Immediate expert soaper assistance required!!

Soapmaking Forum

Help Support Soapmaking Forum:

This site may earn a commission from merchant affiliate links, including eBay, Amazon, and others.


Nov 25, 2007
Reaction score
Help! The fact that I spilled a bottle of patchoulli oil over my marble counter was an indication to save soaping for another day. Ever have that feeling?
OK I've got 2013 grams of olive oil, coco oil, almond oil, honey and ginger and patchoulli eos. The guy disigning my label came over and I completely forgot about my pvc molds in the freezer. OK so I now have 'soap ice'. Thought I could wait for some sort of thaw, but the soap is just wrong and impossible to cut correctly. So I chopped it up into big chunks for a rebatch tomorrow.
Questions: What liquid to soap ratio should I use? Can I use more additives? Can someone walk me through this process?
I don't think I can use my pvc pipe molds as I imagine the finished product will be quite thick (air bubbles)
It's midnight in Portugal.
Let me rest my tired little head.
The amount of liquid you will need to add depends on your recipe and the amount of liquid you originally used. The fresher the soap, the less water that has had time to evaporate out, so the less water you will need to rebatch.

You can add extra goodies in when rebatching. Be careful when adding more oils and butters. Too much and you can decrease the lather. If your soap is lye heavy, those extra oils and butters will get used up.

If you can get the rebatch into your mold, there is no reason you can't use it.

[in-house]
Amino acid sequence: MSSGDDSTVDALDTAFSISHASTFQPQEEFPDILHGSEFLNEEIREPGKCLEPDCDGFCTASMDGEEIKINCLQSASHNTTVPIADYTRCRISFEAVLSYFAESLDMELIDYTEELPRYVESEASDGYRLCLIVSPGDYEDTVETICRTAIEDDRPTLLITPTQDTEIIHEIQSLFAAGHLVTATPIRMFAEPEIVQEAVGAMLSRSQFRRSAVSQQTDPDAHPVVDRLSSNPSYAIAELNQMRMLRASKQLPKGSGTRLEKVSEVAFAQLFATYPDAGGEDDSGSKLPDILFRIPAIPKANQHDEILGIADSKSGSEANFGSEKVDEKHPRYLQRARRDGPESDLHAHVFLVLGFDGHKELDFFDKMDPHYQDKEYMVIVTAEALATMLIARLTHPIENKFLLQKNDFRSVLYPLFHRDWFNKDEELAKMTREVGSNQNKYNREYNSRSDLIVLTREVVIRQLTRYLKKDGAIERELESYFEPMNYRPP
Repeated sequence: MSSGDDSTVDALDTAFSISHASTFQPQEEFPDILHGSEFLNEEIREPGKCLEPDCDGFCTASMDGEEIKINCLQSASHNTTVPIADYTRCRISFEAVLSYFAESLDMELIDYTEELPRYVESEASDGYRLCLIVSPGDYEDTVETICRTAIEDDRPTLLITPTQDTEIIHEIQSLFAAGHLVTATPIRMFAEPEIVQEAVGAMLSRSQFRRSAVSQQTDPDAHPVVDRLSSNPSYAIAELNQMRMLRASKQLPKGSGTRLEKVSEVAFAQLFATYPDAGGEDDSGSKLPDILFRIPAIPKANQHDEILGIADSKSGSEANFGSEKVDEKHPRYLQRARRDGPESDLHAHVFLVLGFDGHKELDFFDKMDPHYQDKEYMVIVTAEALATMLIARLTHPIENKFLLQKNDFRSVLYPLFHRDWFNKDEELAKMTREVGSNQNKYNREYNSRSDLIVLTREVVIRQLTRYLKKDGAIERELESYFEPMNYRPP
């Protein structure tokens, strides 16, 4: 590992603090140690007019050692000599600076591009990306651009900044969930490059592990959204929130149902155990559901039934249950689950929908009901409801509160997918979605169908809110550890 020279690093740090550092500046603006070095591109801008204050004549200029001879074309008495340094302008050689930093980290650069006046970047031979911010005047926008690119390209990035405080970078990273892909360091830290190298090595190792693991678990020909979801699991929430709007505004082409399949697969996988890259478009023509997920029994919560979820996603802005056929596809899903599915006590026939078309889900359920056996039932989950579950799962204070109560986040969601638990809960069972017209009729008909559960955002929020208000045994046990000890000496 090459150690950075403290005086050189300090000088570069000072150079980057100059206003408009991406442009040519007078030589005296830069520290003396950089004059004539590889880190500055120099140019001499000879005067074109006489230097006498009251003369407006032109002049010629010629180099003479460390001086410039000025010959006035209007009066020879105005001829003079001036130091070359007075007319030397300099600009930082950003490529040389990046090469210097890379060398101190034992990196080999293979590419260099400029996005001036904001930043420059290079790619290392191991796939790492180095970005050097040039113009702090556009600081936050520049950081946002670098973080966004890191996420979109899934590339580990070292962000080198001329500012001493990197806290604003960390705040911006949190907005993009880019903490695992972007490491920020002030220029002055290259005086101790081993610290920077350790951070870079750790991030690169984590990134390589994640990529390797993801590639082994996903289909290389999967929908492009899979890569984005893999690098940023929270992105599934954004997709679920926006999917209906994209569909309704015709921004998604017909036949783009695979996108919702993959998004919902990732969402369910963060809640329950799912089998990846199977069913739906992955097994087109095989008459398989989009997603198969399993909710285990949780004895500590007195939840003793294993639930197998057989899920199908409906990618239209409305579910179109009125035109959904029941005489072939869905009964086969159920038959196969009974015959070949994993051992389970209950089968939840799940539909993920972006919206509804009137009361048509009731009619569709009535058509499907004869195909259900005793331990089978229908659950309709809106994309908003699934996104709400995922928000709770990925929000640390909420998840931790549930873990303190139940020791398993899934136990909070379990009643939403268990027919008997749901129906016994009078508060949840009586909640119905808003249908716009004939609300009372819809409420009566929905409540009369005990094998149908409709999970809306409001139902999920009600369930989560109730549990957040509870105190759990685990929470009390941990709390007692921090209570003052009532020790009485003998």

I rebatch in an old crockpot and will add just a few tablespoons of liquid. Some people use boilable bags in boiling water; others use double boilers. Whatever works best for you. Make sure that you cut the soap up pretty fine or grate it. This will make it easier to melt back down and the more liquid it is, the easier it is to get in a mold. I rebatch al ot and use my PVC pipe mold with no problems. Just make sure to really slam your mold down to get the soap to pack down and get rid of the air bubbles and air pockets.

for your advice! Got up early this morning to get started.
Don't have a microwave and have a little over 2K of grated soap.
Can I do this stove top in my st. steel pan? Really low heat (I have a gas stove).
If I'm picturing this right, my 'gratings' are never going to make a 'beautiful' soap. There will be flecks throughout. Can I use my stick blender?
So whats all the hub bub about 'french milled soap/hand milled soap' Isn't that what I am doing?
Thanks for all of your advise. Unfortunately while I'm just getting up at 8am you all are still all asleep (unless you're up making soap) We're 5/6 hrs. ahead.

So without a microwave or large enough crok pot and with my oven on the blink I decided to do
2K of grated soap in a double boiler. Soap pot actually in the water to the level of the soap in the stainless steel soap pot. Kept heat at medium for 2 hrs. stirring every so often. Added a total of 6 tbsp water in intervals. Clumped it into the mold quite nicely. (Switched to my wooden mold). After 4 hrs. it cut like cold butter. It is beautiful!!

I wouldn't want to do this all the time - way too much work and gas cost for my stove, however, I know what to do if I screw up again.

I learned alot with this batch of soap:
1. Never leave open bottles of anything (especially expensive 100 ml bottles of eo's on the counter after they have been used. (that's what caused my spill-I made my family smell the marble counter today-Patchoulliiiiiiiii they laughed)
2. How to rebatch a bunch of fresh soap
3. Set a timer if I think I am going to be distracted (as I was when I left my pvc soap molds in the freezer for waaaay too long)

I feel good that sometimes when soaping instinct takes over. What I've read and learned. How I can apply it to what I'm doing with my restrictions and really what just makes sense. You may attribute this to luck-however I feel when you start to click at something (I'm a former chef) you begin to do it by instinct vs. pure theory and following the rules. But isn't that what life's all about?

:wink: :wink:

Latest posts